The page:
Top EU diplomat says Yemen conflict opens door to al-Qaeda
The EU's foreign policy chief says the violence in Yemen needs to end as the conflict is opening the door to al-Qaeda
The conflict and chaos in Yemen has opened the door to al-Qaeda, and there needs to be international mediation to end the violence rather than unilateral action, the European Union’s foreign policy chief said on Wednesday.
A Saudi-led Arab alliance has been conducting air strikes against Houthi fighters in Yemen since late March.
Iranian-allied Houthi fighters, backed by forces loyal to former President Ali Abdullah Saleh, have seized control of large parts of Yemen in what they say is a campaign against al-Qaeda militants in the country.
The Saudi-led coalition, including nine Arab states provided with logistical support by the United States, France and Britain, seeks to restore the government of President Abd-Rabbu Mansour Hadi, now in exile in Riyadh.
Speaking to students during a visit to Beijing, EU foreign policy boss Federica Mogherini said the situation in Yemen was highly hazardous.
“I believe that this is extremely dangerous, as al-Qaeda is trying to fill the gap, the vacuum, that is left open in a state of increasing lawlessness,” Mogherini said at the elite Peking University.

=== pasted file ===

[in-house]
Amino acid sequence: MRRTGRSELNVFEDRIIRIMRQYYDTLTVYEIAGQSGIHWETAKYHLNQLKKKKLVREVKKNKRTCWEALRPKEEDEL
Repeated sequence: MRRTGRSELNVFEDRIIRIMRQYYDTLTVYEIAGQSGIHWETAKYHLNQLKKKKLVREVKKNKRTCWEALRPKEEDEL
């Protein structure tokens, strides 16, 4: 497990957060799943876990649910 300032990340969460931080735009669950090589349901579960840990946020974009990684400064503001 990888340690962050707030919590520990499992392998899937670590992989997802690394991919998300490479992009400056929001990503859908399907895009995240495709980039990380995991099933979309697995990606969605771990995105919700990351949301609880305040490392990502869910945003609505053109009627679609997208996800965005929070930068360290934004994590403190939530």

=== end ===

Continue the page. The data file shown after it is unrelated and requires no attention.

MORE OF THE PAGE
“We need to focus all efforts we can on an international mediation,” she added.
“Because we know that unilateral solutions don’t work in general, and in particular don’t work in a situation like the one in Yemen where the conflict has deep local roots and in the meantime is inserted into a complex regional situation.”
The EU was grateful to China for helping evacuate foreign residents from Yemen, Mogherini said, calling for China to get even more involved in crises such as this one, especially as what happened in Yemen could impact upon China too.
“Not only Europe but also China could be affected by these developments, in terms of security,” she added.
China, a low-key diplomatic player in the Middle East despite its reliance on oil from the region, has called for a ceasefire in Yemen and a political solution.
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